they concluded to prepare and oller to all t ho
bondholders rcferrc l to in this connection, thc
corupAuy's first mortgage sterling bond, beat?
ing fivo per cent, interest, exchangeable at thc
pleasure of the company, for similar bonds
bearing seven per cout. currency interest,
payablu withiu twenty y oars; payments to com?
mence at expiration of ten veals from dato, and
to be continued seiii'-aunually until tho whole
debt was putd. This method of arrangement
had the full concurrence of your beard, lt has
much to recommend it to their favor and
yours; it mot with thc prompt and coidial ac?
ceptance of tiie holders of the bonds on this
side, (indeed it could not well have done other?
wise; tor whilst undoubtedly it has advantages
for us, it has yet moro for them), and wc dis?
patched our agent to London, in July las.,
without doubt then as now of ultimate success;
yet prepared for a less ready acceptance from
aa oidor and moro cautious people than wo
Amongst the interesting pape -.' from the
Auditor's Department, that in roiation lo tho
company's debt is most desetving your atten?
tion. Its most noticeable feature is the heavy
reduction as indicated in the yoai's balance of
indebtedness wheu compared with that of last
year, in figures, $238,50109, and this, it must
be remembered, is in addition to the large
sum appropriated to items of general ex?
pend? turu, rails and tho like.
Bul considerable as this sum is, it inade?
quately exorodses tho real and actual reduction
of tho company's debt, for it must bo borne ID
mind that tho "large figures which represent
tho iuvestment fund represent only tho cost
of the constituents of that tumi, and us these
constituents are chiefly valuable securities pur?
chased much below par, and their tao value
their teal valuo, not their pnee, HO tho differ?
ence between their cost price and face valuo
enters fully and legitimately into tho elements
of debt r< ductious.
Bearing this in mind, tho true reduction of
debt this year would not (all short ot $350,003.
Tho reductions and changes of the principal
accounts, bonds payable and bills payable, and
the explanation accessary to a thorough com
preheusion.wiil be found amply set forth ia Hie
various papern propared for the information of
stockholders by the auditor. Thu following
general view will doubtless satisfy most :
Tho dumesticbond debt now (31st
December. 18GS.) stands nt.$1,535,290' 06
On the 31st December, 1807, it
stood ut. 1,192,(132 92
Increase in 18J8.$ 02.0(3 ll
This increase ia the remit ff
1st. Issues of new bo ids in part
scttl. ment of Confederate claims$ 42.500 00
Retiring past < uo bonds. 24,000 00
Itel iring past duo coupons. 2 500 00
PureUabiug certain securities. 45,500 0)
Ncwbotids issued.$ 114.500 00
Add to this tho batanee of arrears
of interest on past due bonds,
charged up to 31st December,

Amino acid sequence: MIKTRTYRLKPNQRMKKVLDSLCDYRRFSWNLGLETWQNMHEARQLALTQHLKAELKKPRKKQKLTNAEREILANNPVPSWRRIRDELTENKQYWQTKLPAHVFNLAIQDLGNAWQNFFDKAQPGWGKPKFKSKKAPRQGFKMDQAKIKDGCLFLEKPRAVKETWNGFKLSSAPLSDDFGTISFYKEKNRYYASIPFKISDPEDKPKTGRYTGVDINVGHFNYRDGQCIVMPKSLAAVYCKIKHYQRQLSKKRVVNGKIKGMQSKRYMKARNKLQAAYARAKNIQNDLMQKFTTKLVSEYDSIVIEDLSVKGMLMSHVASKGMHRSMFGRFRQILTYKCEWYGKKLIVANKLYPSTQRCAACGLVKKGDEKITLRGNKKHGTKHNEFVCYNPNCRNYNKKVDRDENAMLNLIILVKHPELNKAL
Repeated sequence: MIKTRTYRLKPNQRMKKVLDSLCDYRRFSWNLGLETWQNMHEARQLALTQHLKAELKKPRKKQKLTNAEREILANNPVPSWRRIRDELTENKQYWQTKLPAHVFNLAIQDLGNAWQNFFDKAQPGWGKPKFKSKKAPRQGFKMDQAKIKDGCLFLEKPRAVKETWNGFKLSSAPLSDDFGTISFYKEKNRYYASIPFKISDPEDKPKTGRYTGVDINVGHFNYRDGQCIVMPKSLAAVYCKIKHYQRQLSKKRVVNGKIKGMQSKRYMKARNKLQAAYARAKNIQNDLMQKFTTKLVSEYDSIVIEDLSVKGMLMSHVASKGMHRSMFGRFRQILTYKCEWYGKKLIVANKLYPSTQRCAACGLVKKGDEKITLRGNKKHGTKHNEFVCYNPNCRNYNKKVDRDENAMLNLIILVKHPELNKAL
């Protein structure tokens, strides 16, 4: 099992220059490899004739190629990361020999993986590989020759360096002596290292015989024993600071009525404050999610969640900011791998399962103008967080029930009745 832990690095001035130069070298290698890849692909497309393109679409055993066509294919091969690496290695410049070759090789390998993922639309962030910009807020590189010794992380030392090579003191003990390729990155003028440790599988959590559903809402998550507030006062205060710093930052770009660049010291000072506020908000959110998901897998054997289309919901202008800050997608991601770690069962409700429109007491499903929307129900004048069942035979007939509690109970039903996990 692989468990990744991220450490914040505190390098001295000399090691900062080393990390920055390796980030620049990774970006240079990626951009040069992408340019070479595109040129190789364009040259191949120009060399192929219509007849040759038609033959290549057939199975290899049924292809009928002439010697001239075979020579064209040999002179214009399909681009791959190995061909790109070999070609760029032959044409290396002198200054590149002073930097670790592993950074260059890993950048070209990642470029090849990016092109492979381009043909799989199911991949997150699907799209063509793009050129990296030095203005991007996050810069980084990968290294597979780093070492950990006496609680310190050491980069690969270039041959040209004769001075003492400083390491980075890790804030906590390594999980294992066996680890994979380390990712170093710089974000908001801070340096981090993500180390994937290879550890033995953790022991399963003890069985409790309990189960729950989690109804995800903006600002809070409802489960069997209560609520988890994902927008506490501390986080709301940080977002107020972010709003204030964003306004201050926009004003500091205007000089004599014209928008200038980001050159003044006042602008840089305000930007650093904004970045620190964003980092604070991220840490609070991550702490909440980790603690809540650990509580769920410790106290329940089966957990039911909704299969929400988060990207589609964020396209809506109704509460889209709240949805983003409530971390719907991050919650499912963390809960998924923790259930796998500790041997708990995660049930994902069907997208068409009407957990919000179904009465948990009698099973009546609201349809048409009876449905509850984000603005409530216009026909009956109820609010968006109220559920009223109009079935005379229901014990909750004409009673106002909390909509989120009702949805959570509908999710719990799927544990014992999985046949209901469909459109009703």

1808. 8,329 81
Making togethor.$ 122,829 81
2d. A roductiou of tho
retired past due bonds
above mentioned.$24.000 00
Cash payments ou ac?
count of bonds for laud
purchases. 6,100 07- 30,166 C7
Producing tho result as ahovo
stated.$ 92 663 ll
Of tho investment fund abovo re?
ferred to as eventually applica?
ble to debt reductions, the fol?
lowing iloms are particularly so
lo bonds payable :
Sccuntios at Iheir face valuation. .$ 211 000 00
Securities at their market valuatiou 67,000 0U
Iola].S ^73 000 00
If the "Increase," as above stut
..d, viz. 92.663 14
Bo iaken irom the amount of these
securities, tho "Bond Debt"
would show a roduciou of..$ 1S3,330 80
Hie bills pavablc account on the
Slst December, 1867, stood at. .$ 317 186 :0
It ui?v stands at. 88,000 (JO
Showing a reduction during tho
past yeal- of.$ 229,123 50
To this should bo added tho
amount ot au outstanding note,
given in Oclober, for tho piu
chaso of certain securities, they
now funning a part ul tho assets
of that class. 27,355 83
Virtual roductiou.$ 250,181 33
Tho balance of tho account as
above stated, viz.$ 88.000 00
Alter deducting the note just re?
ferred to, viz. 27,355 83
Leaving.$ 60,704 77
Is composed of obligations given for tho pur?
chase of rails ?iud other neois-ary supplies,
and moro accurately represent balaucc of bills
Li their annual report for 1867. thc board
used (he followioc language, after briefly ad?
verting to an observation in their previous re?
..With an income as large only os that of lin
year just past, tbey can sae no difficulty in
greatly reducing, if not entirely extinguishing,
the floating debt. That accomplis?ed, and
such an arrangement of the past due bonds re?
alized as will enable the board to act without
embarrassment, no reasonable difficulty would
be m the way of commencing the payment of
jibe board now, as then, aro convinced that tho
ti ne interest of the stockholder lies in the com?
bined application of net earnings to the reduc?
tion of debt and improvements of property, all
coming back to them in the increased strength
thereby acquired to meet the storms of competi?
tion and opposition, and tho increased ability so
obtained to extend accommodation and swell
the business of tho company. But they know
full well that the wants of tho stockholders are
many and heavy. They sympathize with those
wants most heartily, and, therefore, regard it
an imperative duty to devote their moat earn?
est effort* to the adjustment of tho past duo
debt. That accomplished, there would exist
no reasonable difficulty in the way of resuming
payment of moderate dividouds.
Tho general causes to which this report re?
ferred in its commencement as having produced
much apprehension in tho beginning ot the
year, have happily, at its close, been essentially